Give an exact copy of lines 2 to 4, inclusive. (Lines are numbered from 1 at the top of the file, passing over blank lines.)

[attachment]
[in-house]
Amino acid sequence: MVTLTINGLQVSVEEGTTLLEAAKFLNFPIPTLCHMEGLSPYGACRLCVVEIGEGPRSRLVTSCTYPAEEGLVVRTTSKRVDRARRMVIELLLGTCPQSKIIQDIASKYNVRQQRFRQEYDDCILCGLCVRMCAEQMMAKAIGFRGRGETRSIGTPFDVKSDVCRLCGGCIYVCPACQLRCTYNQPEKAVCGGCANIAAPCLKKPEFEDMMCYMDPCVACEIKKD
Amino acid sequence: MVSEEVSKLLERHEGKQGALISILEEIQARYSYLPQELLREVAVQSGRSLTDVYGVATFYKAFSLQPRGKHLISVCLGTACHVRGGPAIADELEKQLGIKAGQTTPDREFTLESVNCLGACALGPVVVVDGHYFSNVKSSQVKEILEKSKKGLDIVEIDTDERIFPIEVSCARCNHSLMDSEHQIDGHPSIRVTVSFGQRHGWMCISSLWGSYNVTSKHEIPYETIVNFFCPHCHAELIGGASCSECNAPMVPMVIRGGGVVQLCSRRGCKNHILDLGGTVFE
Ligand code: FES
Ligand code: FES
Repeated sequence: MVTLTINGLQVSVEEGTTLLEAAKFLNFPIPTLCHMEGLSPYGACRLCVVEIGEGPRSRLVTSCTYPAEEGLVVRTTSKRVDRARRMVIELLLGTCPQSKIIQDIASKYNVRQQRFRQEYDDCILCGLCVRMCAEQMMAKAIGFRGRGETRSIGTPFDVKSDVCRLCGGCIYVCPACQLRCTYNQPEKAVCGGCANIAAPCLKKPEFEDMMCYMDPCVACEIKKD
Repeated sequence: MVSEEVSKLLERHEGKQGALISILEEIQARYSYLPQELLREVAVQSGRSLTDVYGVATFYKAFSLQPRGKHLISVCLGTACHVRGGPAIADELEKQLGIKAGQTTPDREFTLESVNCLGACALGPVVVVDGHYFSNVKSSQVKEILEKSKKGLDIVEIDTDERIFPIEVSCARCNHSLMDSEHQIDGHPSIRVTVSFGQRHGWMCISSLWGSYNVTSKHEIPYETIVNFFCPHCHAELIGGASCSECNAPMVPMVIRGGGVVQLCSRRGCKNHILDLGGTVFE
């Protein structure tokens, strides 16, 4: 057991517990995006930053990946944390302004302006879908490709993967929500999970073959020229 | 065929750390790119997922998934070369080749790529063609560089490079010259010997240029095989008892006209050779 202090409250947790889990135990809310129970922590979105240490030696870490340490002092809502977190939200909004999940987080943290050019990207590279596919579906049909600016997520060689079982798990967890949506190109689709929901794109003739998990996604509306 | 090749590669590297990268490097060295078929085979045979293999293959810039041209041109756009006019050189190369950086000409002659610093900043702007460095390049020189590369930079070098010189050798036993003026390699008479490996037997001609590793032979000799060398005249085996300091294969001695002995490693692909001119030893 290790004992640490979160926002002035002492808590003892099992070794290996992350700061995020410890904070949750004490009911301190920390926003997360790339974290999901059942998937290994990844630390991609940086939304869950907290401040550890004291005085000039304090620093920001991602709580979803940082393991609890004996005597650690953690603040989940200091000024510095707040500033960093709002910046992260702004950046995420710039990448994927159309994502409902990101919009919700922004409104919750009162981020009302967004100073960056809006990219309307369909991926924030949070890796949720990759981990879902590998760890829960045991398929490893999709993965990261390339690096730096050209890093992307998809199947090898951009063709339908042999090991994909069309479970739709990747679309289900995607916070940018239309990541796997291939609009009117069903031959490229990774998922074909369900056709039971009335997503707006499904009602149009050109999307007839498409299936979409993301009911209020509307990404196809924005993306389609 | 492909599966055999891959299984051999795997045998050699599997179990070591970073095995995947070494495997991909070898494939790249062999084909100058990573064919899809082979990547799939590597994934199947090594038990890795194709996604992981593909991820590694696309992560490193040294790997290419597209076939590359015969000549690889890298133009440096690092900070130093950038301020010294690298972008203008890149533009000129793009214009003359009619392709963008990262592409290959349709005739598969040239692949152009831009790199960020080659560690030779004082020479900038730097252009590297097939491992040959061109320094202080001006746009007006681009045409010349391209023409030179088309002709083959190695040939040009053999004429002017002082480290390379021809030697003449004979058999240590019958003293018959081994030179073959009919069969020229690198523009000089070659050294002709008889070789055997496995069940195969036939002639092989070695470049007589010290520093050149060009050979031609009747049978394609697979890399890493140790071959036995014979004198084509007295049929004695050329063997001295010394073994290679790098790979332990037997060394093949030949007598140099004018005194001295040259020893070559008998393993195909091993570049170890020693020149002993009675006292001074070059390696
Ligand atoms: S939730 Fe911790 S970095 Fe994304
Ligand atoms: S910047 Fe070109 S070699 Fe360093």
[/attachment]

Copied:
Amino acid sequence: MVTLTINGLQVSVEEGTTLLEAAKFLNFPIPTLCHMEGLSPYGACRLCVVEIGEGPRSRLVTSCTYPAEEGLVVRTTSKRVDRARRMVIELLLGTCPQSKIIQDIASKYNVRQQRFRQEYDDCILCGLCVRMCAEQMMAKAIGFRGRGETRSIGTPFDVKSDVCRLCGGCIYVCPACQLRCTYNQPEKAVCGGCANIAAPCLKKPEFEDMMCYMDPCVACEIKKD
Amino acid sequence: MVSEEVSKLLERHEGKQGALISILEEIQARYSYLPQELLREVAVQSGRSLTDVYGVATFYKAFSLQPRGKHLISVCLGTACHVRGGPAIADELEKQLGIKAGQTTPDREFTLESVNCLGACALGPVVVVDGHYFSNVKSSQVKEILEKSKKGLDIVEIDTDERIFPIEVSCARCNHSLMDSEHQIDGHPSIRVTVSFGQRHGWMCISSLWGSYNVTSKHEIPYETIVNFFCPHCHAELIGGASCSECNAPMVPMVIRGGGVVQLCSRRGCKNHILDLGGTVFE
Ligand code: FES